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Network uses "genetic fingerprint" to monitor bacterial pathogens and to expedite the detection of outbreaks.

In a modern and global society, the mobility of humans and animals, and the transport of goods and food are on a permanent high. Infectious diseases and their causative agents have always followed trade and travel routes and the contact points involved. This is impressively illustrated by the current SARS-CoV2 pandemic. Further in 2011, the German public health system was confronted with a food-borne outbreak of a pathogen - an E. coli EHEC O104: H4 variant - which caused one of the largest outbreaks of EHEC infections resulting in 2,987 cases of diarrhea, 855 cases of severe kidney failure and 53 deaths.

The identification of the source of infection is usually essential for successful outbreak control. If the infection source is not identified quickly, such outbreaks can go on for long periods of time and across different locations, making the identification of the causative agent very difficult.

However - how do you recognize that the pathogens involved are "similar"? What does "similar” mean, and how can we identify whether a pathogen has already been observed elsewhere or earlier? How exactly can pathogens be traced? For this, a detailed "fingerprint" of the pathogen is needed which identifies or excludes any similarities.

"In order to improve infection control, molecular surveillance of infectious agents is essential", says Professor L. H. Wieler, President and Head of the Robert Koch Institute. To provide suitable instruments a consortium has been initiated by partners from three German organizations: the University of Münster, the Research Center Borstel and the Robert Koch Institute to form the network "miGenomeSurv" (microbial genome-based surveillance of infectious agents). This network is based on national reference laboratories, where - according to their mandate - infectious agents relevant to the population are characterized not just microbiologically but also via genome analysis. Genome sequencing methods provide "fingerprints" and other characteristics of the bacteria allowing surveillance and cluster detection.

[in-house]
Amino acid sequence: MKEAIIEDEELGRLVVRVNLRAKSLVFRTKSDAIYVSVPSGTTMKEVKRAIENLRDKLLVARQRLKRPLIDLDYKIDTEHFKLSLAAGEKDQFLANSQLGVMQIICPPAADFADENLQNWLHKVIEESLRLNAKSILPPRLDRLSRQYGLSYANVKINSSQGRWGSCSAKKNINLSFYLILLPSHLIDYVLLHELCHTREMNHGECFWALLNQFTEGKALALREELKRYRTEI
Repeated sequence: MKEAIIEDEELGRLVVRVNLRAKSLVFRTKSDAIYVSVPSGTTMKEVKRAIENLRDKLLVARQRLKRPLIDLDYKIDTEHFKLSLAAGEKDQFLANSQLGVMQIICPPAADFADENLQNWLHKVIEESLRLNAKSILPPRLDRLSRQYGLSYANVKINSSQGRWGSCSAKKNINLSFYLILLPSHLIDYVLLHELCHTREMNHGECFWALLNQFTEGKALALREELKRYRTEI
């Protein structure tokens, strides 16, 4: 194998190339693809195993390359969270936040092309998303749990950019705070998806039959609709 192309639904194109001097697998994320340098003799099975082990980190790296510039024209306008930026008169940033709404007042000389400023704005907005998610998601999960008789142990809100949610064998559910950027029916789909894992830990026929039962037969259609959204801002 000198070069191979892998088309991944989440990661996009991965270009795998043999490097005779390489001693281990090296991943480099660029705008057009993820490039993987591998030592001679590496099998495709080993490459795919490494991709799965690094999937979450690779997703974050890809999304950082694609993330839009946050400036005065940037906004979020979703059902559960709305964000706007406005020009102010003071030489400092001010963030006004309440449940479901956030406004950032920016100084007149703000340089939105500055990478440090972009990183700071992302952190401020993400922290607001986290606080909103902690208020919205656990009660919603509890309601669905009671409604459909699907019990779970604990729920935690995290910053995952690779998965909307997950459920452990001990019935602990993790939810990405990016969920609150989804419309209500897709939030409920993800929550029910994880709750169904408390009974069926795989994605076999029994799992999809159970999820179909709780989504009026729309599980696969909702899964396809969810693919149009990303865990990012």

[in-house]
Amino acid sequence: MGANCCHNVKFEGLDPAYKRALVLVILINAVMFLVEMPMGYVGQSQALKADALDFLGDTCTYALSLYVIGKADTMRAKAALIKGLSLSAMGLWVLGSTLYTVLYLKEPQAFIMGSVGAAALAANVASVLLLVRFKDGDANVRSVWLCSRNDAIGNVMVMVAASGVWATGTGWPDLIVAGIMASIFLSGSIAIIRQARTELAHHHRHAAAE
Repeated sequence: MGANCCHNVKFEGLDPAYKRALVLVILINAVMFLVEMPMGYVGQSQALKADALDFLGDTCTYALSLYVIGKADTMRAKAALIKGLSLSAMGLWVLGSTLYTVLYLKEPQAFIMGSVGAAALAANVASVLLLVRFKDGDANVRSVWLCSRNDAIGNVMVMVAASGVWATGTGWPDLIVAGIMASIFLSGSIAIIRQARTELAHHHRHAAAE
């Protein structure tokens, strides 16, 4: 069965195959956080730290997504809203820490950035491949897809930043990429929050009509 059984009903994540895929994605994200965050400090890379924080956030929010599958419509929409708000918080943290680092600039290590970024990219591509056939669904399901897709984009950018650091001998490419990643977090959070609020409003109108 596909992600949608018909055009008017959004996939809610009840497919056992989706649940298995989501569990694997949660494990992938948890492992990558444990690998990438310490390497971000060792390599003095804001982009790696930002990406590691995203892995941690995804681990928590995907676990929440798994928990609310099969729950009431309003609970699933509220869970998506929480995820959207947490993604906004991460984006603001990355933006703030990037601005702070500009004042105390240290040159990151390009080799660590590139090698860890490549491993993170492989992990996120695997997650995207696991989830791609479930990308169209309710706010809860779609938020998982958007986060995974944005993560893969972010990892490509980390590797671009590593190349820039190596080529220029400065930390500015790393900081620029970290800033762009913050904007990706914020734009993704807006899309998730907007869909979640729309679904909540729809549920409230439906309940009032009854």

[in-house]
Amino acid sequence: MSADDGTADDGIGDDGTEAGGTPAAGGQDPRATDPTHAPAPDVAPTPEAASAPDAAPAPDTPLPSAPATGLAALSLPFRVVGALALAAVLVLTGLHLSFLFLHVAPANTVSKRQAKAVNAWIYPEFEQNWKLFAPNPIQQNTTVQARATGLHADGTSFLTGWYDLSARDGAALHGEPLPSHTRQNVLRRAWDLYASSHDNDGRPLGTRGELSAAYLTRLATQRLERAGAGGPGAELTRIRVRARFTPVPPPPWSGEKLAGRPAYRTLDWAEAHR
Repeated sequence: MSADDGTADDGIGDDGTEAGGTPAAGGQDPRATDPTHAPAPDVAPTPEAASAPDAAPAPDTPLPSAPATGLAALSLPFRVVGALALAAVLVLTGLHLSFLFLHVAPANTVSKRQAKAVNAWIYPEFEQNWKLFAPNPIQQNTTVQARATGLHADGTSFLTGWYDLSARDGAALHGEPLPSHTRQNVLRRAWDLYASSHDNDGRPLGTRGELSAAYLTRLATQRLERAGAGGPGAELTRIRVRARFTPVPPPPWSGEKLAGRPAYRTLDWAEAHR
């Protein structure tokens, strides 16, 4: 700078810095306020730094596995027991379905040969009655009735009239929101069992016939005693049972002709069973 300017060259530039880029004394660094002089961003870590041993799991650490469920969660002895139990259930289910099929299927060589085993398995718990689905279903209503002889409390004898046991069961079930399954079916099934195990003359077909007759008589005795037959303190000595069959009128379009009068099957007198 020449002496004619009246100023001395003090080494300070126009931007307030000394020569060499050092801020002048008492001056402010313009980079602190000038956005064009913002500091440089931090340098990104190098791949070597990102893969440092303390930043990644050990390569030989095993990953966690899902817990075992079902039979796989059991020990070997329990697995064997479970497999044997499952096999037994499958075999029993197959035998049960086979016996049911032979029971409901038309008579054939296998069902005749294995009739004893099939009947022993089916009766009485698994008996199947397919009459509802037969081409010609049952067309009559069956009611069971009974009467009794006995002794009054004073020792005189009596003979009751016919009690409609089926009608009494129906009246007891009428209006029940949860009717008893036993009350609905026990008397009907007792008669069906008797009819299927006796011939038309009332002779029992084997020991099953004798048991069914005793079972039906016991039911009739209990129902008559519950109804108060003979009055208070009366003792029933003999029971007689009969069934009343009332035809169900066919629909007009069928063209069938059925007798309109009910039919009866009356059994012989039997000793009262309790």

In the context of "miGenomeSurv", a common language (nomenclature) is defined for the numerous lineages of detected pathogens. "Easy-to-use bioinformatic tools help to give each pathogen a unique signature", explains Professor Dag Harmsen of the University of Münster. This particularly important aspect is based on the genome sequence and of a so-called core genome (cg) –MLST type calculated from the genome data. As a result, the genetic material of the pathogen is translated into a standardized numerical code. This allows an easy exchange of data between the participating laboratories, with other national and international partners and institutions such as the ECDC and the public health service responsible for implementing measures such as outbreak management. The genomic profiles and other project data are published in a summarized form on the network’s website at www.miGenomeSurv.org.

The consortium will first concentrate on the following high-priority organisms:

  • enterohaemorrhagic Escherichia coli (EHEC)
  • Listeria monocytogenes
  • multi-resistant Mycobacterium tuberculosis, M. bovis / caprae
  • Vancomycin-resistant enterococci (VRE).

Date: 02.06.2021